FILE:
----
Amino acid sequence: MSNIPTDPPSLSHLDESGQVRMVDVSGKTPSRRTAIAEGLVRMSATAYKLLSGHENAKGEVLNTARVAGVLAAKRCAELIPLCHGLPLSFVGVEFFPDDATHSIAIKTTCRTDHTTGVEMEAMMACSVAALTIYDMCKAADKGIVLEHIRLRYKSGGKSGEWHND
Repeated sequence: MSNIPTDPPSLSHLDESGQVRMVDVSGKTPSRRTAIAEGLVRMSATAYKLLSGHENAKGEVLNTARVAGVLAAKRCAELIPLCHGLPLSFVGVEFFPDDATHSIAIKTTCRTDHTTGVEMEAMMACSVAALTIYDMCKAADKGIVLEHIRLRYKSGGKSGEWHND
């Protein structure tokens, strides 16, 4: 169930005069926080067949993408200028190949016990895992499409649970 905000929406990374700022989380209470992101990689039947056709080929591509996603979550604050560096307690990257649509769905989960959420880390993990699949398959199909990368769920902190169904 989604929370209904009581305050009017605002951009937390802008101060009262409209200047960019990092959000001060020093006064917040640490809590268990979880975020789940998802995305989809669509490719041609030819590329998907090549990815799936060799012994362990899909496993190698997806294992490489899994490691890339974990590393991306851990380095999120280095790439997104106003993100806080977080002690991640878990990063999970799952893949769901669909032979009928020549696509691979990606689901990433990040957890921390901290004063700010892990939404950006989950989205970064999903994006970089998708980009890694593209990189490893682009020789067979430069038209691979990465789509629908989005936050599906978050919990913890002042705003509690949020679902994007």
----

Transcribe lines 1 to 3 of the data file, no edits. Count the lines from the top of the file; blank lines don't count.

Amino acid sequence: MSNIPTDPPSLSHLDESGQVRMVDVSGKTPSRRTAIAEGLVRMSATAYKLLSGHENAKGEVLNTARVAGVLAAKRCAELIPLCHGLPLSFVGVEFFPDDATHSIAIKTTCRTDHTTGVEMEAMMACSVAALTIYDMCKAADKGIVLEHIRLRYKSGGKSGEWHND
Repeated sequence: MSNIPTDPPSLSHLDESGQVRMVDVSGKTPSRRTAIAEGLVRMSATAYKLLSGHENAKGEVLNTARVAGVLAAKRCAELIPLCHGLPLSFVGVEFFPDDATHSIAIKTTCRTDHTTGVEMEAMMACSVAALTIYDMCKAADKGIVLEHIRLRYKSGGKSGEWHND
């Protein structure tokens, strides 16, 4: 169930005069926080067949993408200028190949016990895992499409649970 905000929406990374700022989380209470992101990689039947056709080929591509996603979550604050560096307690990257649509769905989960959420880390993990699949398959199909990368769920902190169904 989604929370209904009581305050009017605002951009937390802008101060009262409209200047960019990092959000001060020093006064917040640490809590268990979880975020789940998802995305989809669509490719041609030819590329998907090549990815799936060799012994362990899909496993190698997806294992490489899994490691890339974990590393991306851990380095999120280095790439997104106003993100806080977080002690991640878990990063999970799952893949769901669909032979009928020549696509691979990606689901990433990040957890921390901290004063700010892990939404950006989950989205970064999903994006970089998708980009890694593209990189490893682009020789067979430069038209691979990465789509629908989005936050599906978050919990913890002042705003509690949020679902994007």